Electric Rates and the Cost of Inaction

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How expensive are problems? Have you given thought to the idea that not taking action could be a LOT more expensive than the cost of a solution? Lets take a moment to review the issues:

In 2006, the Michigan Public Service Commission stated that:

  • By 009, growing demand will cause electric generation and transmission capacity in the Lower Peninsula to be insufficient to maintain reliability standards.
  • Demand growth, coupled with the retirement of some of Michigan's base load power plants, will necessitate the addition of 1 or 2 new base load power plants by 2014.

Many other states are faced with similar problems.

2009 Events:

  • April 17th- Obama administration declared that CO2 and 5 other industrial gases threaten the planet, setting the stage for regulation of carbon emissions.
  • December 7th- EPA announced that six gases including CO2 and methane are dangerous to the environment and the agency would begin developing regulations to reduce those emissions. This announcement effectively tells Congress that if it doesn't regulate these gases, it will.

These efforts are in response to the theory of Global Warming, the belief that man-made pollutants in the atmosphere act as a sort of "greenhouse effect", causing heat to build up that can have a number of potentially harmful side effects, including more frequent and severe heat waves (causing more heat related illnesses and death), depleted water resources, melting of polar ice caps and glaciers, increased air pollution, and crop damage.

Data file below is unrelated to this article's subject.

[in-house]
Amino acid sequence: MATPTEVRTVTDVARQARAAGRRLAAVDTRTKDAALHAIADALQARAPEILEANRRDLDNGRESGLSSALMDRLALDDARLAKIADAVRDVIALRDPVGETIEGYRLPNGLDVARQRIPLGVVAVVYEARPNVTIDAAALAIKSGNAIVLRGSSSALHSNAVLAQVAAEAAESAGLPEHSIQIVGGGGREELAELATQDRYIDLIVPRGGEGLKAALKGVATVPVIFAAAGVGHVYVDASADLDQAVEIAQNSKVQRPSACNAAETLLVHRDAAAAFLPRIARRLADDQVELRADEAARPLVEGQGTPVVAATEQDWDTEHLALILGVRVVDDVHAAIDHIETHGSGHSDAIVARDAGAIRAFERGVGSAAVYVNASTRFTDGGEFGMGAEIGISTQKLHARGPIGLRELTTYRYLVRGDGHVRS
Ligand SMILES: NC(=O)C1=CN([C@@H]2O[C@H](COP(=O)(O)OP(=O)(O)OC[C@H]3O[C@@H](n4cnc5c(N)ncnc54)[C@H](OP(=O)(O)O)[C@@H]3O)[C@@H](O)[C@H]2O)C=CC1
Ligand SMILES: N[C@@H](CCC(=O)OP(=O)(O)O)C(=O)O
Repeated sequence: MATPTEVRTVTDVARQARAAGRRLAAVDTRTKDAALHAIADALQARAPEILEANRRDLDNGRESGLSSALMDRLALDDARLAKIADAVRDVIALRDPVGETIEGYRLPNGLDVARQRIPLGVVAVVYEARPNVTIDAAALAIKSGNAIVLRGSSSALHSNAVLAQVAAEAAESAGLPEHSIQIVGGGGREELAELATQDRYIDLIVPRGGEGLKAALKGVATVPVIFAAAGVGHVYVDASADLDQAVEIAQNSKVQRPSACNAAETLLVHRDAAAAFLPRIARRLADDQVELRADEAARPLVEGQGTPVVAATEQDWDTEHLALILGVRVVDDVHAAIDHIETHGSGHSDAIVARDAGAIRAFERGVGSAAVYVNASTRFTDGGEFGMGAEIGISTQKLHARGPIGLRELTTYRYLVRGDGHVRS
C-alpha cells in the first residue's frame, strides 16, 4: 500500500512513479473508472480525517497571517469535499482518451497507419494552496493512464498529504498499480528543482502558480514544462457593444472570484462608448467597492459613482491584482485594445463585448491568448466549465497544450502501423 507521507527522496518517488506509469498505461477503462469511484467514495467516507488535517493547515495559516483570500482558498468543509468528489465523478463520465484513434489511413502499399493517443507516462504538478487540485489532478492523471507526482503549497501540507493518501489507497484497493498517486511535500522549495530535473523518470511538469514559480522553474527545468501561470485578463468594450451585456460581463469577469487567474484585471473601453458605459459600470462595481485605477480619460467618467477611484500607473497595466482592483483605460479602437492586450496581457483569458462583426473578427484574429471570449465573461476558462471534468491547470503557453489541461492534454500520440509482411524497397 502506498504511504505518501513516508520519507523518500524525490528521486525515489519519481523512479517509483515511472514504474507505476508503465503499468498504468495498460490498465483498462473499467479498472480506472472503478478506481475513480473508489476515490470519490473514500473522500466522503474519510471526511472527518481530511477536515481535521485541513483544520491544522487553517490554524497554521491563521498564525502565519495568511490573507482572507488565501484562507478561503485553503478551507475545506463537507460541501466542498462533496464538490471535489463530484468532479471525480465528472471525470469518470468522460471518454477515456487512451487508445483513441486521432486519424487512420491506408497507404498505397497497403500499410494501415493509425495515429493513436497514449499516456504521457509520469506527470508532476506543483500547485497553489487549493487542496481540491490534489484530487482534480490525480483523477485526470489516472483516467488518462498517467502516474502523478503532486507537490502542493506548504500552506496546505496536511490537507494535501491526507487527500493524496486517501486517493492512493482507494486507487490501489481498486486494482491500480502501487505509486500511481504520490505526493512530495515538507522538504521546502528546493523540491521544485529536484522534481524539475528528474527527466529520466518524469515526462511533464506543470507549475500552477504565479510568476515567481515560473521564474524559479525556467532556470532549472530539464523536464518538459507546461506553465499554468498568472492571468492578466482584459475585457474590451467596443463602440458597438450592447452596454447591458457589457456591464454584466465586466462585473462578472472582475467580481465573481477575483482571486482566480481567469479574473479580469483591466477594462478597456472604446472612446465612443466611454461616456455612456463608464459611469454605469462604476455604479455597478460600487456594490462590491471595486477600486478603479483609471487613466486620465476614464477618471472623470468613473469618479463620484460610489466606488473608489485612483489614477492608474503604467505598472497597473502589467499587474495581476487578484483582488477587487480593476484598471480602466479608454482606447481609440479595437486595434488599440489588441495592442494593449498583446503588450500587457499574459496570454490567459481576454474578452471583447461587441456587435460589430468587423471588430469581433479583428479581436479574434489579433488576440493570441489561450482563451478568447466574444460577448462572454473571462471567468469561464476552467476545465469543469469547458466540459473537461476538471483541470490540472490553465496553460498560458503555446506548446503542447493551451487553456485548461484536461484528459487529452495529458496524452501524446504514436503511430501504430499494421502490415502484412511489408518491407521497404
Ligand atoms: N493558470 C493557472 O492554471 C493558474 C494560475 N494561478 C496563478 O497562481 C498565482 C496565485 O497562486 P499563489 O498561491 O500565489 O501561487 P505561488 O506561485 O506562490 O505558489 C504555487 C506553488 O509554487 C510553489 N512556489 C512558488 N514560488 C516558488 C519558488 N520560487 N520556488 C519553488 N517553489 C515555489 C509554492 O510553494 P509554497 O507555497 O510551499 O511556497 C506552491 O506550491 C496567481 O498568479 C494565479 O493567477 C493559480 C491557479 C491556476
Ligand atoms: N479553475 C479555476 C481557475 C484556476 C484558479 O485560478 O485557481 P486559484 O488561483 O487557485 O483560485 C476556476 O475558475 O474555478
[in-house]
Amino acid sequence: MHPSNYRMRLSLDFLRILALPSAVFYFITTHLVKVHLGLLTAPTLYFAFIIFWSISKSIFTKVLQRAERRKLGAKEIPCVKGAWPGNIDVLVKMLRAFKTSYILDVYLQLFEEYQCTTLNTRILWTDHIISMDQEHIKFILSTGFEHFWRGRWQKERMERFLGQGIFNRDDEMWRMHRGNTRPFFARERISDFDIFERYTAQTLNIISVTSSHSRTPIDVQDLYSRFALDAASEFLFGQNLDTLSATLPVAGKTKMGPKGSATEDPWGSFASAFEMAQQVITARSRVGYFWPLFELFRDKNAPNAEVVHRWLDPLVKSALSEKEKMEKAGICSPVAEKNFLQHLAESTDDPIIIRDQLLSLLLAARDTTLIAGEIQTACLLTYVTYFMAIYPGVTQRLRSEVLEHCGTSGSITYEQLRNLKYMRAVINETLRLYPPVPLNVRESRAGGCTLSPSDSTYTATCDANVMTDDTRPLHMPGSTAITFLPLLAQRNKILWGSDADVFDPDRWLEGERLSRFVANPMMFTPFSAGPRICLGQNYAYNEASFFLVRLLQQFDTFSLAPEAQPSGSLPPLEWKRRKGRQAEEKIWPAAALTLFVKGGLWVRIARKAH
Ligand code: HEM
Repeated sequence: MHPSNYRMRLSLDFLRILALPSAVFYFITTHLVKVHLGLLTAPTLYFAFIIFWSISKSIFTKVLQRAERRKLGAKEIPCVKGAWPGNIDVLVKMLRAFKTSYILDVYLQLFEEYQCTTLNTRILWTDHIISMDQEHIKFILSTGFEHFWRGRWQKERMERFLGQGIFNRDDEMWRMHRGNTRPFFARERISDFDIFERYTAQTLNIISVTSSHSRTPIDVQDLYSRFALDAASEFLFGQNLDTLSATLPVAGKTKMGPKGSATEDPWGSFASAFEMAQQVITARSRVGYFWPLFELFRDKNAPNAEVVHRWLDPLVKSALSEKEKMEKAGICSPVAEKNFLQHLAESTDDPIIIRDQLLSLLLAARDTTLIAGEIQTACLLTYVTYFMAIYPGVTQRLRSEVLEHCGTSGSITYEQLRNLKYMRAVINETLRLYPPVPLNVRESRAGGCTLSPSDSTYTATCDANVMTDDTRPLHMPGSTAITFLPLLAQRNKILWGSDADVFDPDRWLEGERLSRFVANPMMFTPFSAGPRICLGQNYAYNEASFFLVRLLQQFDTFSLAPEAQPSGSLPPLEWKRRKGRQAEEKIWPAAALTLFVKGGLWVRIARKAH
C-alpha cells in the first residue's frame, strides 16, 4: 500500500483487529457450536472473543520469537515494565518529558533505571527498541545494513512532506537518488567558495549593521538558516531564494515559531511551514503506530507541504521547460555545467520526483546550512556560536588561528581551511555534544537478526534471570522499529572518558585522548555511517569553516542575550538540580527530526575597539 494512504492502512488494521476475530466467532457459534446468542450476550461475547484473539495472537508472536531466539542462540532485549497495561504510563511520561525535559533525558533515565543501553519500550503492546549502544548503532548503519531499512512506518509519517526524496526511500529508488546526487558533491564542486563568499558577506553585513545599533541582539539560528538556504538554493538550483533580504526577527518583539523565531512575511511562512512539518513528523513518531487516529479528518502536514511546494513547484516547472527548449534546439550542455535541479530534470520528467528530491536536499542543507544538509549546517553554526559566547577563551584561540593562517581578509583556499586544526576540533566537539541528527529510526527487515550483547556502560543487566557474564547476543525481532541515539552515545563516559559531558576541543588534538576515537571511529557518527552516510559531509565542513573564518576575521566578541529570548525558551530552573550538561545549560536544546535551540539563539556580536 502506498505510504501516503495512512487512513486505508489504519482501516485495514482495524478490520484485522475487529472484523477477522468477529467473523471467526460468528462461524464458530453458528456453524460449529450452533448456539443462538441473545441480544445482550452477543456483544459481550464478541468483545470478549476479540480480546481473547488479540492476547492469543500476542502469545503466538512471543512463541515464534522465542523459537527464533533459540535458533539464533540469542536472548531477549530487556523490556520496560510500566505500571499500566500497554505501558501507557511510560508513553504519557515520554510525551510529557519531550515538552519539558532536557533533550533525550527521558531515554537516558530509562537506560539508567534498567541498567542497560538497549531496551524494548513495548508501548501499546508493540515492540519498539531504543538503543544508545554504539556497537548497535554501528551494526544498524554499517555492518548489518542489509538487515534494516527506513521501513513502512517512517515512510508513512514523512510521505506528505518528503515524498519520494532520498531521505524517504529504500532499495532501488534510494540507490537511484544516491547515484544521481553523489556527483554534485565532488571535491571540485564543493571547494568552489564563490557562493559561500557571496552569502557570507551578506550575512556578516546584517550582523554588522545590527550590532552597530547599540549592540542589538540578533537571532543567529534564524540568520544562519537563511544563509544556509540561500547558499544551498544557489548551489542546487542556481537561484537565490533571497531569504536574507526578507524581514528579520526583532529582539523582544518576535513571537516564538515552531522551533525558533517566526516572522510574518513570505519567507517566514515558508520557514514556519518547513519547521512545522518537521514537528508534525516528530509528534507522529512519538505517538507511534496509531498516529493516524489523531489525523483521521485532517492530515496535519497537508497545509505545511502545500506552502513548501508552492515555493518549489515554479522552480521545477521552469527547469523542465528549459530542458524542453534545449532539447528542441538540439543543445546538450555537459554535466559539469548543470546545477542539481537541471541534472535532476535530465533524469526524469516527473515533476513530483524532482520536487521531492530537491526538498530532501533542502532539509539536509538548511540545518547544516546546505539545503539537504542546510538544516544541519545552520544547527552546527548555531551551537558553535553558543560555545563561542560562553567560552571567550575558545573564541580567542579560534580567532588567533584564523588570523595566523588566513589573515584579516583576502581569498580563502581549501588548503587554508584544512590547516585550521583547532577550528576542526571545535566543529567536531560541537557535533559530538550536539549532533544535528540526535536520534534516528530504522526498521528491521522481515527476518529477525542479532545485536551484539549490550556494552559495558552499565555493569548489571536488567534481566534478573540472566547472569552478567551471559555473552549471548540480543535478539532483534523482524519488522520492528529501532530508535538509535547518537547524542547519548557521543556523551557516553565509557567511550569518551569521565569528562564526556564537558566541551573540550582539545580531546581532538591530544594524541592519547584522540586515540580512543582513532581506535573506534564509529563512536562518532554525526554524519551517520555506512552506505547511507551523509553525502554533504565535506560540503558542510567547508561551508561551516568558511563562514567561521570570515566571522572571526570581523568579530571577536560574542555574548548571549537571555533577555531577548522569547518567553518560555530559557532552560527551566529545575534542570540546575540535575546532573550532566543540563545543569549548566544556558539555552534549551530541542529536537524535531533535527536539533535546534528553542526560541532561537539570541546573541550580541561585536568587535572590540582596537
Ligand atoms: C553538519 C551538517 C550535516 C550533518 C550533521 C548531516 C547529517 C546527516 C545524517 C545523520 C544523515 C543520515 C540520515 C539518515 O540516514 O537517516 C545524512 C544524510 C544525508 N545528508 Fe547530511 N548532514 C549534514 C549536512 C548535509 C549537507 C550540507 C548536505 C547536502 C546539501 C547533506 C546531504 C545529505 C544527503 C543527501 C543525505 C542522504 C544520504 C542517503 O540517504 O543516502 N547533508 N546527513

If we do not take action, we will be faced with higher and higher utility costs. By improving energy efficiency in a way that cuts the amount of electricity you consume, you automatically gain the benefit of producing fewer greenhouse gases and reducing your potential carbon cap and trade costs.

Let's look at a sample building in the Detroit metro region. It is a 29,792 square foot multi-tenant office building and produces 285 metric tons of CO 2 equivalent (MtC02e / year) each year. By taking action to improve efficiency, they can save over $ 20,000 per year on utilities with simple payback in less than 3 years. This improves energy efficiency by over 30% and reduces greenhouse gas production by over 81 tons. When the tax advantages of improving energy efficiency are figured in, the cost of doing an upgrade comes to a whopping $ 0.19 per square foot.

Estimating that they can get financing at 6.5%, waiting and including it in next year budget creates a $ 13,258 loss in savings. Even if they could get financing at 4.5%, the break even point is only 2.4 months, after which a delay becomes more expensive. Remembering that the energy cost savings last for the life of the equipment, well beyond the point where savings paid for the upgrade, this could mean as much as $ 172,000 in cash flow to the owners. The total cost of inaction in this case would be over $ 215,000.

We all need to sit back and think about our costs of inaction.

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Source by Richard Buzard

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